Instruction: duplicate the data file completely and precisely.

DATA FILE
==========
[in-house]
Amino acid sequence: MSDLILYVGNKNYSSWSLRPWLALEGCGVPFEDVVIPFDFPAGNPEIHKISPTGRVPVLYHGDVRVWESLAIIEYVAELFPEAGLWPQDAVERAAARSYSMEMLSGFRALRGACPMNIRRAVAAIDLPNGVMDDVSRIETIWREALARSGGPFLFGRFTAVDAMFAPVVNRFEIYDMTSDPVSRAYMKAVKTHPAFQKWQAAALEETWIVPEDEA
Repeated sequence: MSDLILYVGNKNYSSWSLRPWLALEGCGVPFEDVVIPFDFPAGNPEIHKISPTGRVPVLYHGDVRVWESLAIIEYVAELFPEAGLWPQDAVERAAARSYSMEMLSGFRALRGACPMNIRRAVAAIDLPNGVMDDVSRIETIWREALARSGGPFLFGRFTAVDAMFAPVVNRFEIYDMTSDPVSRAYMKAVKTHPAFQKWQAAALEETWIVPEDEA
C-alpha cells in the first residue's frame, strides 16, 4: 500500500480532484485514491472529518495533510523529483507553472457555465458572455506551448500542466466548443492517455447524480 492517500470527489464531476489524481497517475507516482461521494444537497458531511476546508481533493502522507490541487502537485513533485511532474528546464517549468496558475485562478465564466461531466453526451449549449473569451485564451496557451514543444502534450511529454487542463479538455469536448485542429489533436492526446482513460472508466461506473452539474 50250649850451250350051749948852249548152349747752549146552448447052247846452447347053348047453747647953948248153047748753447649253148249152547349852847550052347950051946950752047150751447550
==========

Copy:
[in-house]
Amino acid sequence: MSDLILYVGNKNYSSWSLRPWLALEGCGVPFEDVVIPFDFPAGNPEIHKISPTGRVPVLYHGDVRVWESLAIIEYVAELFPEAGLWPQDAVERAAARSYSMEMLSGFRALRGACPMNIRRAVAAIDLPNGVMDDVSRIETIWREALARSGGPFLFGRFTAVDAMFAPVVNRFEIYDMTSDPVSRAYMKAVKTHPAFQKWQAAALEETWIVPEDEA
Repeated sequence: MSDLILYVGNKNYSSWSLRPWLALEGCGVPFEDVVIPFDFPAGNPEIHKISPTGRVPVLYHGDVRVWESLAIIEYVAELFPEAGLWPQDAVERAAARSYSMEMLSGFRALRGACPMNIRRAVAAIDLPNGVMDDVSRIETIWREALARSGGPFLFGRFTAVDAMFAPVVNRFEIYDMTSDPVSRAYMKAVKTHPAFQKWQAAALEETWIVPEDEA
C-alpha cells in the first residue's frame, strides 16, 4: 500500500480532484485514491472529518495533510523529483507553472457555465458572455506551448500542466466548443492517455447524480 492517500470527489464531476489524481497517475507516482461521494444537497458531511476546508481533493502522507490541487502537485513533485511532474528546464517549468496558475485562478465564466461531466453526451449549449473569451485564451496557451514543444502534450511529454487542463479538455469536448485542429489533436492526446482513460472508466461506473452539474 50250649850451250350051749948852249548152349747752549146552448447052247846452447347053348047453747647953948248153047748753447649253148249152547349852847550052347950051946950752047150751447550